Addendum: Received this amusing e-mail regarding the House GOP's November decision to adopt the ethics/indictment rule change, and its January decision to reverse itself:
Whoa, wait a minute.... First they voted for it, then they voted against it?
Couldn't help but notice the article headlined on Lucianne.com just now saying the Archbishop of Canterbury doesn't believe in God.
I know very little about this particular Archbishop of Canterbury (Rowan Williams), but when I read the January 2 Telegraph piece Lucianne.com refers to, I don't see that he says anything of the kind.
I suspect some folks are drawing conclusions from headlines. Never do that, especially on opinion pieces. They only rarely are written by the author, and often are written by someone who hasn't read the essay.
This blog seems to be keeping close track of the amount Americans have donated privately to tsunami-related humanitarian aid programs.
Check the box at the top left with the picture of President Bush flanked by flags for a total and the PDF link to see how the total was determined.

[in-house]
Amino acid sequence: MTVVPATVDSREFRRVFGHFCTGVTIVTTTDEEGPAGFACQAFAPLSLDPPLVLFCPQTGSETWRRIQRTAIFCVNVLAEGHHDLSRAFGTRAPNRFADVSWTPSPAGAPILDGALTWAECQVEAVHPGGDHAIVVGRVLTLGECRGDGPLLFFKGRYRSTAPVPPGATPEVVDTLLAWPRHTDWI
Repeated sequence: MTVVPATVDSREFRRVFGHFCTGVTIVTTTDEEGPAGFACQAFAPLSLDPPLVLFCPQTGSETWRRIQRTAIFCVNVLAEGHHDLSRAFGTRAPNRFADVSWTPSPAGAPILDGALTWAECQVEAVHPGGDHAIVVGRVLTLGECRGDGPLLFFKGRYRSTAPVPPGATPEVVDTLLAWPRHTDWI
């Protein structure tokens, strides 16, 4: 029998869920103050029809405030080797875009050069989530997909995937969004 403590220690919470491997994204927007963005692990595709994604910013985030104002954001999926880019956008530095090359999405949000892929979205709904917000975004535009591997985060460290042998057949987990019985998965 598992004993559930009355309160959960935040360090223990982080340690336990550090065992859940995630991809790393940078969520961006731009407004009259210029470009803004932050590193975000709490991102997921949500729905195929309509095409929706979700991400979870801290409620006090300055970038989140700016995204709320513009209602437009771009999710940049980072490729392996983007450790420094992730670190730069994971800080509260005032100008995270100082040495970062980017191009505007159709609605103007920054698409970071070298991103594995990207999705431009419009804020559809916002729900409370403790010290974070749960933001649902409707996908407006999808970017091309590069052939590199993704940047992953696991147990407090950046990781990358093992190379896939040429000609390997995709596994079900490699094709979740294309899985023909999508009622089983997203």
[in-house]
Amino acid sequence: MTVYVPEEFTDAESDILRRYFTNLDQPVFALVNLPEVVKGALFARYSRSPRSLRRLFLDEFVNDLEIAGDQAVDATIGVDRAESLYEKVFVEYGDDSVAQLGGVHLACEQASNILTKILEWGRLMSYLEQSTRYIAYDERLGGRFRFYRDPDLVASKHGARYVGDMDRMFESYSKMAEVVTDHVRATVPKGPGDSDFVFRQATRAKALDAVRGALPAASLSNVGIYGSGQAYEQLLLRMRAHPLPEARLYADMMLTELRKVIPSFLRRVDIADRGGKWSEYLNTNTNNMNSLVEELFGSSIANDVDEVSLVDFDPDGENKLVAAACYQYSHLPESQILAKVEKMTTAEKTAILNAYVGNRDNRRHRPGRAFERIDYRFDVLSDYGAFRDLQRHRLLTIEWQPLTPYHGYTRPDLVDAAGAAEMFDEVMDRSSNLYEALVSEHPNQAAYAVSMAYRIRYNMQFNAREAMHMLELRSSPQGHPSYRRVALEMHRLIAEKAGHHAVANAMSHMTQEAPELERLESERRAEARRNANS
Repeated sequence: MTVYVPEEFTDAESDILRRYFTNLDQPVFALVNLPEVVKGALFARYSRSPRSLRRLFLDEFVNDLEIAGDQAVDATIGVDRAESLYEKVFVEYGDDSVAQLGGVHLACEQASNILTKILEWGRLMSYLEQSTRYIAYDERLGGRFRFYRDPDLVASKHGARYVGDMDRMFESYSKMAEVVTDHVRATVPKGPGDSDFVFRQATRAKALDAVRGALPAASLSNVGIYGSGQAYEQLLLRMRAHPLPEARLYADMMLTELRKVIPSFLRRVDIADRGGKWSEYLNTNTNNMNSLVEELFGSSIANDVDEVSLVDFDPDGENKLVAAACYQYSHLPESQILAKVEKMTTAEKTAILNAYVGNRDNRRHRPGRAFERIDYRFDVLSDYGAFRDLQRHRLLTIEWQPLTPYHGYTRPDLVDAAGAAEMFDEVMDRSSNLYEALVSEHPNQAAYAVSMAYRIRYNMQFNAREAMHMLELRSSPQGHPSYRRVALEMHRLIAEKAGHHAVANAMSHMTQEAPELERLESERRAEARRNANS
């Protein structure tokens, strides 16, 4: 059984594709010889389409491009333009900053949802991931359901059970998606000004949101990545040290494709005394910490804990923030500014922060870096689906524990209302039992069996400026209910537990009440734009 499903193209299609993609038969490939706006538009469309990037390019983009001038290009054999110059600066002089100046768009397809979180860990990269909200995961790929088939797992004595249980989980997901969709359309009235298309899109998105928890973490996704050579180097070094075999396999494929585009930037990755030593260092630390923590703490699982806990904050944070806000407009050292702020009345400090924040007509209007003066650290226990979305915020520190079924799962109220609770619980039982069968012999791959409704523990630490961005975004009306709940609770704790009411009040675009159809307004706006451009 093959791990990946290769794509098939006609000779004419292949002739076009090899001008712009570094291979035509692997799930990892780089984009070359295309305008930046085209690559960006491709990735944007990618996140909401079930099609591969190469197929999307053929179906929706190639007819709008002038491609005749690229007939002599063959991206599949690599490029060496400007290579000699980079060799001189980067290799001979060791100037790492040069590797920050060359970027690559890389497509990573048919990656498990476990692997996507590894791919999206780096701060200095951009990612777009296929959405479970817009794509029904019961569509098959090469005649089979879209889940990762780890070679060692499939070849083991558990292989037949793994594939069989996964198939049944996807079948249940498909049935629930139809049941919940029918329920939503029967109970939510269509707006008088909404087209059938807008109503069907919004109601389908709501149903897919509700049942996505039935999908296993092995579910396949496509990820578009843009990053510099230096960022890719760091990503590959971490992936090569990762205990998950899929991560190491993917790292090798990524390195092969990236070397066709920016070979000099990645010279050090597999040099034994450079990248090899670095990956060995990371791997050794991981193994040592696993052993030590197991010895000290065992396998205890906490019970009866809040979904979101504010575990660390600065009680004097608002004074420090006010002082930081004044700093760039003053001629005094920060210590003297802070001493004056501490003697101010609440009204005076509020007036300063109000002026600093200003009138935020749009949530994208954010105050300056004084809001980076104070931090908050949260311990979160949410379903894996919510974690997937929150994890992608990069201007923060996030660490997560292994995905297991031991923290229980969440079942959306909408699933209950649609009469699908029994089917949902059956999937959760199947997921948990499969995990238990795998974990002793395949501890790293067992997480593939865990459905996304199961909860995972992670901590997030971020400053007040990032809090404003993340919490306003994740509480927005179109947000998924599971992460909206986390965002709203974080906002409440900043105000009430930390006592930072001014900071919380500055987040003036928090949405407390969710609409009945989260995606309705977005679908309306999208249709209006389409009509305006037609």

Check the blog itself for additional interesting information on the topic.
This post on Captain's Quarters, "Anti-Tobacco Efforts Get A Little Weird," is amusing, but don't risk the danger of reading it unless you are a trial lawyer or a state attorney general.
The powers that be decided long ago that voters and consumers should have little say when it comes to our national and local tobacco policies. That -- along with lust for money, fame and power -- is why they decided that tobacco-related issues should be settled in courtrooms, instead of by legislatures.
So don't read Captain Ed's post. You aren't worthy, and thus you may be injured (either by the consequences of making the wrong decision on the policy about which he editorializes or by unaccustomed pressure on your brain). Smarter people (so smart some of them got paid tens of millions for just one legal case) will decide how the tobacco issue will be handled.
We are serfs. Get used to it. Enjoy it, even. Just don't have a smoke. Or, rather, do. The sanctimonious states are addicted to tobacco money.
Addendum: Sharing some reader mail on this post: